For all and for many

The Conundrum in 2011.

Why did Jesus have to say ‘This is my blood which will be shed for you and for many, for the remission of sins.” Why didn’t he say ‘for all’, the way we have been doing for 35 years?

And then: should we Redemptorists now change our Redemptorist Motto,- (Psalm 130, verse 7)- from ‘Copiosa apud Eum Redemptio’ to ‘Quasi-Copiosa Apud Eum Redemptio’- to ‘With Him there is (a kind of) Plentiful Redemption’ ?

The Words of Institution:
St. Luke has it this way, in Chapter 22:20: ‘This cup is the new covenant in my blood poured out for you.’ (Jer. Bible), or “This cup that is poured out for you is the new covenant in my blood. (NRSV).

St. Mark has it this way: ‘This is my blood, the blood of the covenant, poured out for many.’ (JB), or ‘2“This is my blood of the covenant, which is poured out for many.’ (NRSV).

St. Matthew has it this way: ‘…for this is my blood, the blood of the covenant, poured out for many for the forgiveness of sins.’ (JB), or 28for this is my blood of the covenant, which is poured out for many for the forgiveness of sins. ‘ (NRSV).

St. Paul, in 1 Corinthians 11:25 has it this way: ‘This cup is the new covenant in my blood. Whenever you drink it, do this as a memorial of me.’ (JB), or “This cup is the new covenant in my blood. Do this, as often as you drink it, in remembrance of me.’

The blood is shed for all. But not all receive it, not all welcome this outpouring.
Is there some part of an answer in Luke 8: 11ff?
11 – “Now the parable is this: The seed is the word of God. 12The ones on the path are those who have heard; then the devil comes and takes away the word from their hearts, so that they may not believe and be saved. 13The ones on the rock are those who, when they hear the word, receive it with joy. But these have no root; they believe only for a while and in a time of testing fall away. 14As for what fell among the thorns, these are the ones who hear; but as they go on their way, they are choked by the cares and riches and pleasures of life, and their fruit does not mature. 15But as for that in the good soil, these are the ones who, when they hear the word, hold it fast in an honest and good heart, and bear fruit with patient endurance.

The seed was the Word of God. The same Word was cast for everyone, One Word, given to all, but not all received it.

Or is there some answer in Luke 13:34 ?
‘Jerusalem, Jerusalem, the city that kills the prophets and stones those who are sent to it! How often have I desired to gather your children together as a hen gathers her brood under her wings, and you were not willing!’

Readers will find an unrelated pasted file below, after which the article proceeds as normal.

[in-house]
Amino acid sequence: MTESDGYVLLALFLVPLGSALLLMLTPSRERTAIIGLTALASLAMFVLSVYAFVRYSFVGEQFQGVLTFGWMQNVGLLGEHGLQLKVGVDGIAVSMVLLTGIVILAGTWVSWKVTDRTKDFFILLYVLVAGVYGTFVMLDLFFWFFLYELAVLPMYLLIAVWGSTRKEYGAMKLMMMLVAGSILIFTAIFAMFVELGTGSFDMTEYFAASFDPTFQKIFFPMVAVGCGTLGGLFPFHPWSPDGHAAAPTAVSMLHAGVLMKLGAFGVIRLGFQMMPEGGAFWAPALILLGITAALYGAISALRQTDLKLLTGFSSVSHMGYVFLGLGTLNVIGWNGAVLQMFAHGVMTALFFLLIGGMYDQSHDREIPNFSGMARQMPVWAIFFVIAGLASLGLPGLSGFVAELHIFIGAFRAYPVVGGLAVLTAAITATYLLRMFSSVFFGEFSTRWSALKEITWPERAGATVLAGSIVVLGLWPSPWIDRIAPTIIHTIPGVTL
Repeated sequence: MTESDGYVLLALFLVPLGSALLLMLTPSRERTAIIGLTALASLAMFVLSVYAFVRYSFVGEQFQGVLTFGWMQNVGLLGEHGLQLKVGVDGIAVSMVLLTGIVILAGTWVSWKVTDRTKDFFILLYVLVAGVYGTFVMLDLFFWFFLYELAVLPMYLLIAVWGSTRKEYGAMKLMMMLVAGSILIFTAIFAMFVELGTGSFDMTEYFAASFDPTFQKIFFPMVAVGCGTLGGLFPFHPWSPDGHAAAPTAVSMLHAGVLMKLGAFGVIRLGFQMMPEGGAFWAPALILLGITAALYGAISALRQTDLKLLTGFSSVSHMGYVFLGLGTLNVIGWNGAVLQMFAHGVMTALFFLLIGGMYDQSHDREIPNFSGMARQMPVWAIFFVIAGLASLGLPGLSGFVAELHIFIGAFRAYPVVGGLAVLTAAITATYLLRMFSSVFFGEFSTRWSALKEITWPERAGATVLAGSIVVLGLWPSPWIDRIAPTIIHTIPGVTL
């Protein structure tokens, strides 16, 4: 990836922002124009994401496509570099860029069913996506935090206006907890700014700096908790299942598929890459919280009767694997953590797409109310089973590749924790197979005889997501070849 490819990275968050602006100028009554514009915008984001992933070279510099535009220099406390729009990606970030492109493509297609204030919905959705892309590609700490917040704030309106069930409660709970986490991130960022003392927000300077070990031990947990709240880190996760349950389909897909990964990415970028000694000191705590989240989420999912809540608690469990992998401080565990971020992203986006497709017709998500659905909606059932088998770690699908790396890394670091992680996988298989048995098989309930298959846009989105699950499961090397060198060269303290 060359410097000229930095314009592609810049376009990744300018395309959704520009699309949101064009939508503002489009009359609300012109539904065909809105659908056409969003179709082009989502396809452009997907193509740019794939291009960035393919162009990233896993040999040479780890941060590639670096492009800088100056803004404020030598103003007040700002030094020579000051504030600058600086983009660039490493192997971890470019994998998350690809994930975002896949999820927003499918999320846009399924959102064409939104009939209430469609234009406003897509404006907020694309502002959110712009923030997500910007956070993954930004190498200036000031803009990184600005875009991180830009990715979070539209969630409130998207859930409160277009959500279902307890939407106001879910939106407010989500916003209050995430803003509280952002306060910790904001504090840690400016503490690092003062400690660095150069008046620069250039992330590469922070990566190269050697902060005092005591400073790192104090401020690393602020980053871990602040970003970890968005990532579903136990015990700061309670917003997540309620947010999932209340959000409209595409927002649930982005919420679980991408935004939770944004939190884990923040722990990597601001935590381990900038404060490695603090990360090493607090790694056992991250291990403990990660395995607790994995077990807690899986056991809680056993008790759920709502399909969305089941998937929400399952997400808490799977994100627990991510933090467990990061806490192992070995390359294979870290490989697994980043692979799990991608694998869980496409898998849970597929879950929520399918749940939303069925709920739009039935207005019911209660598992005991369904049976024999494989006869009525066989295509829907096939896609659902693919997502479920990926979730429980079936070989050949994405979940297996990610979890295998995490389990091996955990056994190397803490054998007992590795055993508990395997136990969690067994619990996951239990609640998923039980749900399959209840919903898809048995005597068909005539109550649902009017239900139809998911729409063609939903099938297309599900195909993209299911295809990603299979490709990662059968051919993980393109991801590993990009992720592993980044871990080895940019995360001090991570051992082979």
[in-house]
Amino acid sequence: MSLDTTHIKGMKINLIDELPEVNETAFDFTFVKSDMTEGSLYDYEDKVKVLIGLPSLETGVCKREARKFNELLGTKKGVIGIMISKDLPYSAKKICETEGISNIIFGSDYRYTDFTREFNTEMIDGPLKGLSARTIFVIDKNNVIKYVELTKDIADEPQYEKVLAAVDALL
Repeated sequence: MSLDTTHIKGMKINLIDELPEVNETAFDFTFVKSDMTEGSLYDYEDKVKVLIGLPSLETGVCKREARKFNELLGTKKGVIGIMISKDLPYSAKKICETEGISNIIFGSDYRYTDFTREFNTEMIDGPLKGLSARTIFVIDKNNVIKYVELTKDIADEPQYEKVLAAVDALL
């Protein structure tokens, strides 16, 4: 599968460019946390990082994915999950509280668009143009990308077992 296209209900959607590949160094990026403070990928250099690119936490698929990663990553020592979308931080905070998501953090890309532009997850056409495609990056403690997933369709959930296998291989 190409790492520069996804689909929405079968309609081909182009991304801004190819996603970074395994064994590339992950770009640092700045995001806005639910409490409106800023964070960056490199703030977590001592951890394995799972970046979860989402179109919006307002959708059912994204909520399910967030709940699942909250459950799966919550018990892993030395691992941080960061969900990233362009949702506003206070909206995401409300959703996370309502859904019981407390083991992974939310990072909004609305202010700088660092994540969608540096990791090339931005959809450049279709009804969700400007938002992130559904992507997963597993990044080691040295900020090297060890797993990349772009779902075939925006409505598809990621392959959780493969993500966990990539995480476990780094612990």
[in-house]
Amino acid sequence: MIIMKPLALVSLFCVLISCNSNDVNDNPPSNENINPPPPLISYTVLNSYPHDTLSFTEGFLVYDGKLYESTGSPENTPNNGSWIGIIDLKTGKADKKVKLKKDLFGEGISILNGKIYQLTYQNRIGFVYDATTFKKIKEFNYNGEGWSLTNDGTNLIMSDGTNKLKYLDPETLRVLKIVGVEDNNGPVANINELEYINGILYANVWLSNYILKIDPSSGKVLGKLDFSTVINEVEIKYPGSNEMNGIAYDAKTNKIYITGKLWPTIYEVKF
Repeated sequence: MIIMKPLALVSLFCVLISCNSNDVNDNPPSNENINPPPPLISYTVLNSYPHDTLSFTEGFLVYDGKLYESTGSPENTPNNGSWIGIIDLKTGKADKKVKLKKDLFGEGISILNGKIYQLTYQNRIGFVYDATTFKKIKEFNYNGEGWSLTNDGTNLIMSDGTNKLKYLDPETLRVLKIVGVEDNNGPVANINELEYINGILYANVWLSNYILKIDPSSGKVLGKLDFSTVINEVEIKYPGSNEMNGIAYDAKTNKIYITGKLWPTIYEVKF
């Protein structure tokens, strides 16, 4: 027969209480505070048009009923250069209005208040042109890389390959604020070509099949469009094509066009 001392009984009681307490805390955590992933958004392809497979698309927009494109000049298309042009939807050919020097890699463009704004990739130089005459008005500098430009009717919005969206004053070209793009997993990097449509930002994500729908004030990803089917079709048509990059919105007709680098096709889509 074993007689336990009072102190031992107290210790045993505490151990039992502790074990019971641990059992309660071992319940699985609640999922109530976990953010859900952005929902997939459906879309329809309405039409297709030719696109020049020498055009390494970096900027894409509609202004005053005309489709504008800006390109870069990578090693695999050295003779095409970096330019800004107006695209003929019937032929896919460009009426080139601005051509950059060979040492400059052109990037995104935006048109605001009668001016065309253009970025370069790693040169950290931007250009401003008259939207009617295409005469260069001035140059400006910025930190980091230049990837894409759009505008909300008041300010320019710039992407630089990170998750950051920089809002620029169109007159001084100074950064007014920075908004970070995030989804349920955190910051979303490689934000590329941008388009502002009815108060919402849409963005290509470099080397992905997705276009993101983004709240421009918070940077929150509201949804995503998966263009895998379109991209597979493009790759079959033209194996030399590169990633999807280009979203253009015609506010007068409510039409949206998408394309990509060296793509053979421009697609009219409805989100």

‘How often I desired… but you were not willing!’ Again, love ‘poured out for all’ but not all received.

We notice MATTHEW 20:28: “…just as the Son of Man came not to be served but to serve, and to give his life a ransom for many.” Obviously, from his life, Jesus poured out his life for all,- but again, not all received this gift

Take ISAIAH 53, the great prophecy of the Passion of the Servant: note the ‘all’ and note the ‘many’:
4Surely he has borne our infirmities and carried our diseases; yet we accounted him stricken, struck down by God, and afflicted.
5But he was wounded for our transgressions, crushed for our iniquities; upon him was the punishment that made us whole, and by his bruises we are healed.
6All we like sheep have gone astray; we have all turned to our own way, and the Lord has laid on him the iniquity of us all. 7He was oppressed, and he was afflicted, yet he did not open his mouth; like a lamb that is led to the slaughter, and like a sheep that before its shearers is silent, so he did not open his mouth.
10Yet it was the will of the Lord to crush him with pain.* When you make his life an offering for sin, he shall see his offspring, and shall prolong his days; through him the will of the Lord shall prosper.
11… The righteous one, my servant, shall make many righteous, and he shall bear their iniquities.
12…because he poured out himself to death, and was numbered with the transgressors; yet he bore the sin of many, and made intercession for the transgressors.

So, here we have the same conundrum,- ‘the iniquity of us all’ and ‘the sin of many’.

Perhaps there is an answer- even an uncomfortable one- in the conversation with Nicodemus in John Chapter 3: There is the proclamation of the Gift, and there is the challenge to receive, to believe in the One Who was Sent, -Jesus. Read it below: (John 3:14ff.)
‘And just as Moses lifted up the serpent in the wilderness, so must the Son of Man be lifted up, 15that whoever believes in him may have eternal life.
16 – “For God so loved the world that he gave his only Son, so that everyone who believes in him may not perish but may have eternal life.
17 – “Indeed, God did not send the Son into the world to condemn the world, but in order that the world might be saved through him. 18Those who believe in him are not condemned; but those who do not believe are condemned already, because they have not believed in the name of the only Son of God. 19And this is the judgment, that the light has come into the world, and people loved darkness rather than light because their deeds were evil. 20For all who do evil hate the light and do not come to the light, so that their deeds may not be exposed. 21But those who do what is true come to the light, so that it may be clearly seen that their deeds have been done in God.”